LORAIN — A draft proposal of a deal that could keep St. Joseph Community Center operating calls for a good-sized portion of the former hospital to be torn down.
The tenants currently housed in the areas of the building targeted for demolition would be relocated to newer portions on the north side of the facility, according to those familiar with the proposal.
South Shore Community Development Corp., which owns St. Joe’s, has struggled for years to rein in mounting deficits and deal with physical problems plaguing the aging building. The nonprofit warned this summer that if a deal can’t be reached to bring in more operating revenue, it would shutter the facility.
In addition to running deficits of between $20,000 and $25,000 per month, South Shore also continues to owe the state about $1.3 million on a loan that was originally for $2.6 million. The state forgave half the loan in 2010 under a prior deal that was supposed to shore up the center’s finances.
Under the draft plan, the city and county, which each have guaranteed to pay off half of the remaining loan if St. Joe’s closes, would make payments totaling $850,000 toward the loan by the end of the year, according to emails between state and city officials detailing the proposal.
The state also would take half of the proceeds from the sale of the facility, according to the emails. After that happens, the state would release the mortgage it holds on the property.
The loan had been a key sticking point in a proposal the city made to the state earlier this year that called for the city and county to pay the state a combined $300,000 toward the loan. The state would have forgiven the balance of the loan under the terms of the deal, which the state rejected.
The rejected plan also called for the city and county to pump a total of $600,000 in operating money into the center over a three-year period.
Under the draft plan, the city and county would “provide up to $200,000 each in working capital to support transition during redevelopment plan,” according to the emails.
The city and county would equally share 20 percent of the proceeds from future building or land sales, the emails said.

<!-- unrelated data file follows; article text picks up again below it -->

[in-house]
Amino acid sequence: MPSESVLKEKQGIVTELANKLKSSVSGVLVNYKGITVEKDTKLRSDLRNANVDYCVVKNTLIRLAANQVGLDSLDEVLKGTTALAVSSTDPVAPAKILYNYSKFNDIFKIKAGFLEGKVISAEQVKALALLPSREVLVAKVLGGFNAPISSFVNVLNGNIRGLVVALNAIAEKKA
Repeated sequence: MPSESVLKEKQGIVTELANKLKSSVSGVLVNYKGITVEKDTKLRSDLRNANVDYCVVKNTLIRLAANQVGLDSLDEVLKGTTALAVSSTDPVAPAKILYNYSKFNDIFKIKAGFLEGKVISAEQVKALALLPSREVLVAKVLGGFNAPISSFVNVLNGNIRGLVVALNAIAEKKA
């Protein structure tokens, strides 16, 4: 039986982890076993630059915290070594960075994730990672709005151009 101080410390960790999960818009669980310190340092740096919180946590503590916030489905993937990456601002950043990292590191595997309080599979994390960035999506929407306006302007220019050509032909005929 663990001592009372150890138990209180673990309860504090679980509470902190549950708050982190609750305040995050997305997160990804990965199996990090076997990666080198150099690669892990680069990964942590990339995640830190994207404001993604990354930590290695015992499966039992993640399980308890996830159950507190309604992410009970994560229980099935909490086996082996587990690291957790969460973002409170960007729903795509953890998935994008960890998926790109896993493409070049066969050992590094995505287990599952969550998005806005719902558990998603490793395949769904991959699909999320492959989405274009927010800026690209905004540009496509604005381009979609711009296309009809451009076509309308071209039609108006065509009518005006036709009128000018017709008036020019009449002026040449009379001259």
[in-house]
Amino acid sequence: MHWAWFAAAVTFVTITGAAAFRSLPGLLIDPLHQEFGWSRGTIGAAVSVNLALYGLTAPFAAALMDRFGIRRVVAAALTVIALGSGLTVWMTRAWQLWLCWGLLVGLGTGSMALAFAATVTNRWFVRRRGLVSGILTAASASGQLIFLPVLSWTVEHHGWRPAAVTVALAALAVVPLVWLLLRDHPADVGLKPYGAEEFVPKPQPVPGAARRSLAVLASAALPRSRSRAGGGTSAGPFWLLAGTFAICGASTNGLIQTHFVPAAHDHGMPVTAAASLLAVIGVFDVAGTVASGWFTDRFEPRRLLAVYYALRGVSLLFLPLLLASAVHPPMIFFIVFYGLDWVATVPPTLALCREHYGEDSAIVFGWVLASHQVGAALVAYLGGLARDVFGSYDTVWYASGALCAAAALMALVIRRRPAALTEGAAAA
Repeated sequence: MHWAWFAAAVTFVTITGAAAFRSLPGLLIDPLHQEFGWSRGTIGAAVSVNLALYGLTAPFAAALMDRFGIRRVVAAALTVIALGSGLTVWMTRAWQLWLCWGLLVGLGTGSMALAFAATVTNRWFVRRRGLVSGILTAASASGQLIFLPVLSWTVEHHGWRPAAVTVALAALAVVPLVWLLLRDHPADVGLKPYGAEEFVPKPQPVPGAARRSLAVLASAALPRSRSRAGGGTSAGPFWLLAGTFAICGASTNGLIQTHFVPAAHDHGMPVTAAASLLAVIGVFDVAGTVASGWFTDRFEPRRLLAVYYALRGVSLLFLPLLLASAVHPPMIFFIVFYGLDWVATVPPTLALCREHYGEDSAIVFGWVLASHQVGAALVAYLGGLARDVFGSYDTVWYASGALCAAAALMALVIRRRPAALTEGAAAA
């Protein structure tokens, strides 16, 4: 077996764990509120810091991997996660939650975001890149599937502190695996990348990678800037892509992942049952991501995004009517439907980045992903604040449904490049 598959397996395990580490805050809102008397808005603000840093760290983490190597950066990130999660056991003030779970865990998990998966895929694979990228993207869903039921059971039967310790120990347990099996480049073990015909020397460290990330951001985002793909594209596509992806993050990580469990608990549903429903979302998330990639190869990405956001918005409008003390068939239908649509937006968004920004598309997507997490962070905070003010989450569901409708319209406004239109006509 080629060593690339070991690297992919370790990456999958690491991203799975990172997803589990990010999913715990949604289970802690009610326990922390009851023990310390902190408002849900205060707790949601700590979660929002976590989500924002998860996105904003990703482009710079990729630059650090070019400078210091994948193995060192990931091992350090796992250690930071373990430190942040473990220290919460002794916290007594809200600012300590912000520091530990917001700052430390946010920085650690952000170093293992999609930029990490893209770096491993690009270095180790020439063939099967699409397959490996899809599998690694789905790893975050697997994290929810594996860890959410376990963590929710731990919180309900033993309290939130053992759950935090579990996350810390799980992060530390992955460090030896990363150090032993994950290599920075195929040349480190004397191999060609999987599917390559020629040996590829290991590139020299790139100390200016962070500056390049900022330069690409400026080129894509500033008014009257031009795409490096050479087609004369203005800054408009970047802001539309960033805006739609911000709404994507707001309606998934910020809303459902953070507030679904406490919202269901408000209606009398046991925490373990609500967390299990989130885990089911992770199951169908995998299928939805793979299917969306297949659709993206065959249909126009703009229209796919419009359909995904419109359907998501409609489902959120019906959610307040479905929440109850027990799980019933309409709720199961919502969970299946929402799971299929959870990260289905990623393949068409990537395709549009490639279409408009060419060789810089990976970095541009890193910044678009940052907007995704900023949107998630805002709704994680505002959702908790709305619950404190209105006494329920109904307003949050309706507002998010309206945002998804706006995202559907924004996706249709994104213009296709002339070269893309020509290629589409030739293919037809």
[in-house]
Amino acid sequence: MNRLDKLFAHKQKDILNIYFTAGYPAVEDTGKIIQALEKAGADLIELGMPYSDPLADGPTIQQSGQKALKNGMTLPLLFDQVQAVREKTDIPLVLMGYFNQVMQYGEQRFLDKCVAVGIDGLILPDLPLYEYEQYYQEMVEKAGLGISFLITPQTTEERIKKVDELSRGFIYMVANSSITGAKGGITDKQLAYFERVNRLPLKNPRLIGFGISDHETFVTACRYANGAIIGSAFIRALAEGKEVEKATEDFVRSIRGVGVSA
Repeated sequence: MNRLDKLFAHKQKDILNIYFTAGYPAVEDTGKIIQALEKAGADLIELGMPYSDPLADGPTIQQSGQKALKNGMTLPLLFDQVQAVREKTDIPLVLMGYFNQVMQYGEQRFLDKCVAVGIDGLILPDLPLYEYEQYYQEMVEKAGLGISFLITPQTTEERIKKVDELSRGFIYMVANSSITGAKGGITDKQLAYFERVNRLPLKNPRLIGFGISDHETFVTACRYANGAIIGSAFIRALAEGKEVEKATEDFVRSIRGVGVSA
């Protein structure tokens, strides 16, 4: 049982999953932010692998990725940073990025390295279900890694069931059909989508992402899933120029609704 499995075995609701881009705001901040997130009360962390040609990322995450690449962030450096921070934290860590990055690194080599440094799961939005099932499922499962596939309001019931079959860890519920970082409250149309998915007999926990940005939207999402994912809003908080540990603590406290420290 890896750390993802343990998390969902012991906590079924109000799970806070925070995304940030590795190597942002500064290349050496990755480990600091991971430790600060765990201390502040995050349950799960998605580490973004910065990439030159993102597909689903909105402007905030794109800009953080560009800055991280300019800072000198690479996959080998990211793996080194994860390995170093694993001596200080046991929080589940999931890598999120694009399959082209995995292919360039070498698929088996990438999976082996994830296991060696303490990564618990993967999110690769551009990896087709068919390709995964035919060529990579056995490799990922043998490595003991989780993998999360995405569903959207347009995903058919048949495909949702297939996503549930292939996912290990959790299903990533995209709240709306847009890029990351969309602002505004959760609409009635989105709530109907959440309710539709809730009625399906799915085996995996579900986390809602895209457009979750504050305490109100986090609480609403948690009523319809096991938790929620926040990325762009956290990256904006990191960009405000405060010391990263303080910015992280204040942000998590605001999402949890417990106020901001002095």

Lorain Mayor Chase Ritenauer said he thinks the city would save money under the deal, but also keep an important part of the community intact. If St. Joe’s closes, he said, the city and county each would have to come up with $675,000 to pay off the loan they’ve guaranteed.
“That to me is a good investment because this issue has confounded the city of Lorain since before I could vote,” he said.
County Commissioner Ted Kalo said he believes the deal would be good for the county for the same reasons, even if the county does end up having to come up with $625,000 to cover loan repayments and operational expenses at St. Joe’s.
“Sometimes you write off your losses and salvage the facility at the same time,” he said.
Commissioner Tom Williams, who has been an outspoken skeptic of the push to save St. Joe’s, said he could get behind the proposal, although he wants the city to shoulder more of the financial burden than the county.
Unlike the county, he said, the city makes money off St. Joe’s by collecting income tax from those who work in the facility.
“We’ll go to $425,000, and I’m not going any more,” Williams said.
Demolition, asbestos abatement and other environmental issues are expected to cost more than $2.5 million. South Shore would pay for much of that with a $1.6 million Clean Ohio Revitalization Fund loan and roughly $350,000 committed to the project by Mercy Health Partners, Kalo said.
Up to $850,000 from the U.S. Environmental Protection Agency also would be used to fund demolition, according to the emails. The plan calls for 30 percent of the sale of property to be used to pay off loans associated with the demolition.
A key concern of officials about the new plan is whether a U.S. Department of Veterans Affairs clinic at St. Joe’s would have to be torn down.
Todd Roby, who owns Alpha Care, an adult day-care center at St. Joe’s, and who serves on the South Shore board, said he doesn’t think the VA will be impacted too severely by the demolition. And if it is, he said, the effects wouldn’t be until years from now.
But Kalo, Ritenauer and others said that the VA would be moved to north side of the building under the redevelopment plan. They said U.S. Sen. Sherrod Brown, who also has an office at St. Joe’s, has been discussing the issue with the VA.
The theory behind the demolitions, Ritenauer said, is to create a smaller, more manageable facility with a smaller footprint. St. Joe’s potentially could be sold off to a private developer once that happens, he said.
Doug Rangel, director of the Lorain Development Corp., wrote in an email that the demolitions would leave a 3.35-acre “development pad” at the northwest intersection of Broadway and West 21st Street.
He also wrote that there would be space in the remaining part of the hospital where the Valor Home, a transitional housing facility for veterans in need, could be built.
The veterans backing the Valor Home had intended to spend $300,000 to purchase space at St. Joe’s, although those plans have been put on hold because of the uncertainty surrounding the center’s future. According to the emails, 25 percent of the money from the Valor Home sale would go to the state while the remaining money will be used to pay down South Shore’s debt.
Contact Brad Dicken at 329-7147 or email@example.com.